Just when I thought I couldn’t get more up close and personal than I have been in sharing my real debt and income numbers in my financial independence journey, I decide to talk to you about overcoming dating fears!
Either I’m an over-sharer, or I want to reach and connect with other women who can relate to these common life issues.
Let’s go with the latter.
I am pretty sure that many of you can relate to those nagging, deep-rooted fears that creep up when you’re dating someone. Here’s are a few examples of some of my totally unhelpful, self-defeating thoughts:
I hope he isn’t turned off by my big hair.
Maybe he won’t notice how big my thighs are in these jeans.
Will he think I’m too religious if I tell him about my relationship with God?
Will he even call after this? Will there be a second date?
These are my real thoughts.
It doesn’t matter that the guy approached me, asked for my phone number, called, and asked for a date. I still have these feelings of inadequacy. This tells me that my fears have less to do with the guy and more to do with me. Despite knowing this, I still struggle with fear when it comes to dating.
What Am I Afraid Of?
Running Out of Time
It’s no secret that people are getting married later in life. A Woman’s Health article discusses 2017 Census estimates of average age of marriage:
“The average age of first marriage for women in 2017 was 27.4 years…
To put it in perspective, in 1990, the average age of marriage for women was 24; in 1980 it was 22; and back in the 50s, it was only 20.”
This fact can either bring reassurance to younger women or incite panic in older women. And, by older, I mean late 20s and beyond.
Generally speaking, I have no hangups about my age. At the time I’m writing this post, I am 39 years old and proud of it! I am healthy, and God has blessed me in so many ways. And, I will continue to thrive as I wait for God’s purposes to be revealed in my life.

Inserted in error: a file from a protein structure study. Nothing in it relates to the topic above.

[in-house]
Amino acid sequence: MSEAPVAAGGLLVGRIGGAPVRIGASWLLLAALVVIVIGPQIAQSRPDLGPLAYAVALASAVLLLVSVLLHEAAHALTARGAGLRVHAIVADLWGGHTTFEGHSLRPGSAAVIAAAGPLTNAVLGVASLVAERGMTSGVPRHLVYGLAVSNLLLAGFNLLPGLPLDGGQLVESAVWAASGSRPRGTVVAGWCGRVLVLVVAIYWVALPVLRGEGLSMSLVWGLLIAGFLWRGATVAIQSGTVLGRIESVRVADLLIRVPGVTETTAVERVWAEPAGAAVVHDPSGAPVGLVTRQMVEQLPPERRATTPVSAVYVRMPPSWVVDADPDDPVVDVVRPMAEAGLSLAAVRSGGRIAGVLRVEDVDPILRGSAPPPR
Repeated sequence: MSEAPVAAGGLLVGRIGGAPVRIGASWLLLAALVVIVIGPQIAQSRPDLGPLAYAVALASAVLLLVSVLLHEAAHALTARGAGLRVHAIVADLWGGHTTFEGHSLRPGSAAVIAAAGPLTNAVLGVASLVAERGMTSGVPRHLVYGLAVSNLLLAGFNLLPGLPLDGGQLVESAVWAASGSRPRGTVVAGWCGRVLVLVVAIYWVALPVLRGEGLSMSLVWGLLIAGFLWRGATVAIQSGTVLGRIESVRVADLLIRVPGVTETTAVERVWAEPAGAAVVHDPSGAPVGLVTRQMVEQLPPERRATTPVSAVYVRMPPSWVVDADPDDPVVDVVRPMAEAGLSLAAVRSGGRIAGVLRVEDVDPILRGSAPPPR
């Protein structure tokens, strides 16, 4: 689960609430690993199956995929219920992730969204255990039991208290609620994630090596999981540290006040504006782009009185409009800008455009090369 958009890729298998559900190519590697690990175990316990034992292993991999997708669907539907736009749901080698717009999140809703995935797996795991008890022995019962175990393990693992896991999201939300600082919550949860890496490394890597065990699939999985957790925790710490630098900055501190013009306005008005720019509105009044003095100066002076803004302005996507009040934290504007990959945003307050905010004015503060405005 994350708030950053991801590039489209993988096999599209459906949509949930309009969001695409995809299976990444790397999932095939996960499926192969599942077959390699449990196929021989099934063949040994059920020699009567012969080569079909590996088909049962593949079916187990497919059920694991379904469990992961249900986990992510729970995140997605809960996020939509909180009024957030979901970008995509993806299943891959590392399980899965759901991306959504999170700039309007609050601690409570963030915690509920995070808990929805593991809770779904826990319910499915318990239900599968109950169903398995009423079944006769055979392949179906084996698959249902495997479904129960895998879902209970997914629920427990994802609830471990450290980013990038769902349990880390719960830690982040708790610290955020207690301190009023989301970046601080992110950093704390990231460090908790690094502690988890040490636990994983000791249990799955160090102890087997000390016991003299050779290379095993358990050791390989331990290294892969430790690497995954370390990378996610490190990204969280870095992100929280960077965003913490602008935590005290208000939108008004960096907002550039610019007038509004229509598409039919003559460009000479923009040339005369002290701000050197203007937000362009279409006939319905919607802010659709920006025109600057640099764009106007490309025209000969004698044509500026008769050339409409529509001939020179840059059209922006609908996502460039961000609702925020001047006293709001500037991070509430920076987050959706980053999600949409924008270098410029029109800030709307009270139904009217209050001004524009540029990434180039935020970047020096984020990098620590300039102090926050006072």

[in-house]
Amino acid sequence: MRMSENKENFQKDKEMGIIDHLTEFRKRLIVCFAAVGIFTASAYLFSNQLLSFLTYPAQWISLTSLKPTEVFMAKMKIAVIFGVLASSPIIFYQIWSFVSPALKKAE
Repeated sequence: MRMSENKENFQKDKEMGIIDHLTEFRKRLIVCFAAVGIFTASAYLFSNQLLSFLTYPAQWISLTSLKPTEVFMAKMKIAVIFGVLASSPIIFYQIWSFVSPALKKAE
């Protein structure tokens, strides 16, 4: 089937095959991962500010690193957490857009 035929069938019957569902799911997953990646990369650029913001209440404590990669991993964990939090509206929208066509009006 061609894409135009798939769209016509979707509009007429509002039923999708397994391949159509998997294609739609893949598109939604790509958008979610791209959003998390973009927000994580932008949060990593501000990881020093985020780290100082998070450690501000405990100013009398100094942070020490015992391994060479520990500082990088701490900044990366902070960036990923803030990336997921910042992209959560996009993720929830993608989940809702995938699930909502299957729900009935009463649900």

However, when it comes to dating and relationships, I allow society to convince me that my time is running out. I am well beyond the average age of marriage and have never been married. I worry that men aren’t looking for women who are pushing 40, preferring vibrant 20-something women instead. This thinking often causes me to go into dating with fear, even desperation, instead of hope and optimism.
A Scarcity Mindset
According to current numbers, there are 7.4 billion people in the world. That’s a lot of people.
Of course, as a single woman who lives in the Southern United States, I am more concerned about the number of single men living in the Southern United States. Georgia, in particular.
Although I know that, odds are, there is an abundance of eligible, single Christian men out there, I have adopted a scarcity mindset. You know. It’s the belief that there isn’t enough of something to go around. For single women, that something is single men.
Have you ever said to yourself, or your girlfriends, “all of the good ones are taken!”
I’ve had conversations with my single girlfriends about how there are no quality men out there these days. If that isn’t negative and hopeless thinking, I don’t know what is. It certainly isn’t helpful in any way.
Just like worrying about time running out, scarcity thinking also breeds desperation when it comes to dating. It can cause single women like you and me to run off a guy with potential. Or, even worse, we end up attracting men who can spot a desperate woman a mile away because they’re looking for someone to take advantage of.
Overcoming Dating Fears
I am determined to overcome these fears once and for all. Sure, they’ll creep up from time to time, but the following practices have made a huge difference in how I approach dating.